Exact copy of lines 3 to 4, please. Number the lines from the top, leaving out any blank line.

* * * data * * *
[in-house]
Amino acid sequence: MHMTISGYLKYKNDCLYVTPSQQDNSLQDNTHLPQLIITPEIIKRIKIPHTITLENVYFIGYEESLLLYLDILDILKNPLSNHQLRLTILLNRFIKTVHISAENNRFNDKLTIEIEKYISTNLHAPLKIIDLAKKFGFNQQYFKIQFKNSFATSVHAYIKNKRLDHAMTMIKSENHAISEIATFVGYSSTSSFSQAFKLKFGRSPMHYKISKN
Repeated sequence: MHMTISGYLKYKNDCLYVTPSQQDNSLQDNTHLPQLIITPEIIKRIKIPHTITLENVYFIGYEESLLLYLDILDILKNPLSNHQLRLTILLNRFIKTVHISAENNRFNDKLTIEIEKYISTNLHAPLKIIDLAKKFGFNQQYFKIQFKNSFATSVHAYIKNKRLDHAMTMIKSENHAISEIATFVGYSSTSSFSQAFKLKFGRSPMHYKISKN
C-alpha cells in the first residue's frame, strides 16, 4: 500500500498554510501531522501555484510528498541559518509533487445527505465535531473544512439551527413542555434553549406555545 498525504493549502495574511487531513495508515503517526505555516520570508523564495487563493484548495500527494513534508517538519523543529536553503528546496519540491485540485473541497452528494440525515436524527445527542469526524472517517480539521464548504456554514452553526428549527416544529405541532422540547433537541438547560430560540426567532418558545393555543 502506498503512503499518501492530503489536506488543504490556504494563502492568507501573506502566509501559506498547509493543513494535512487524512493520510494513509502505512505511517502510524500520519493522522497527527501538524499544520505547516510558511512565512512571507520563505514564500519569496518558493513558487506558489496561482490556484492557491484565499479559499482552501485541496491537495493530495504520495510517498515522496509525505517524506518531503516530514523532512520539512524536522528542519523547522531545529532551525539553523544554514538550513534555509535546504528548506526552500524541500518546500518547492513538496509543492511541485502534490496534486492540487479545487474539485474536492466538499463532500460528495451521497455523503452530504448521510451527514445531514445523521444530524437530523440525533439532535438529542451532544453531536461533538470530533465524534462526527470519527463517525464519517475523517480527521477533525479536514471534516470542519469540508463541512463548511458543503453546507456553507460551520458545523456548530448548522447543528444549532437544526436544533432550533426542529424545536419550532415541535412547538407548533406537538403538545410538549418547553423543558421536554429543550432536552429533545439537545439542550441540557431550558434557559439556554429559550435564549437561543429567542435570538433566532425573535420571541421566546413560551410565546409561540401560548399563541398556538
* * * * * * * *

Repeated sequence: MHMTISGYLKYKNDCLYVTPSQQDNSLQDNTHLPQLIITPEIIKRIKIPHTITLENVYFIGYEESLLLYLDILDILKNPLSNHQLRLTILLNRFIKTVHISAENNRFNDKLTIEIEKYISTNLHAPLKIIDLAKKFGFNQQYFKIQFKNSFATSVHAYIKNKRLDHAMTMIKSENHAISEIATFVGYSSTSSFSQAFKLKFGRSPMHYKISKN
C-alpha cells in the first residue's frame, strides 16, 4: 500500500498554510501531522501555484510528498541559518509533487445527505465535531473544512439551527413542555434553549406555545 498525504493549502495574511487531513495508515503517526505555516520570508523564495487563493484548495500527494513534508517538519523543529536553503528546496519540491485540485473541497452528494440525515436524527445527542469526524472517517480539521464548504456554514452553526428549527416544529405541532422540547433537541438547560430560540426567532418558545393555543 502506498503512503499518501492530503489536506488543504490556504494563502492568507501573506502566509501559506498547509493543513494535512487524512493520510494513509502505512505511517502510524500520519493522522497527527501538524499544520505547516510558511512565512512571507520563505514564500519569496518558493513558487506558489496561482490556484492557491484565499479559499482552501485541496491537495493530495504520495510517498515522496509525505517524506518531503516530514523532512520539512524536522528542519523547522531545529532551525539553523544554514538550513534555509535546504528548506526552500524541500518546500518547492513538496509543492511541485502534490496534486492540487479545487474539485474536492466538499463532500460528495451521497455523503452530504448521510451527514445531514445523521444530524437530523440525533439532535438529542451532544453531536461533538470530533465524534462526527470519527463517525464519517475523517480527521477533525479536514471534516470542519469540508463541512463548511458543503453546507456553507460551520458545523456548530448548522447543528444549532437544526436544533432550533426542529424545536419550532415541535412547538407548533406537538403538545410538549418547553423543558421536554429543550432536552429533545439537545439542550441540557431550558434557559439556554429559550435564549437561543429567542435570538433566532425573535420571541421566546413560551410565546409561540401560548399563541398556538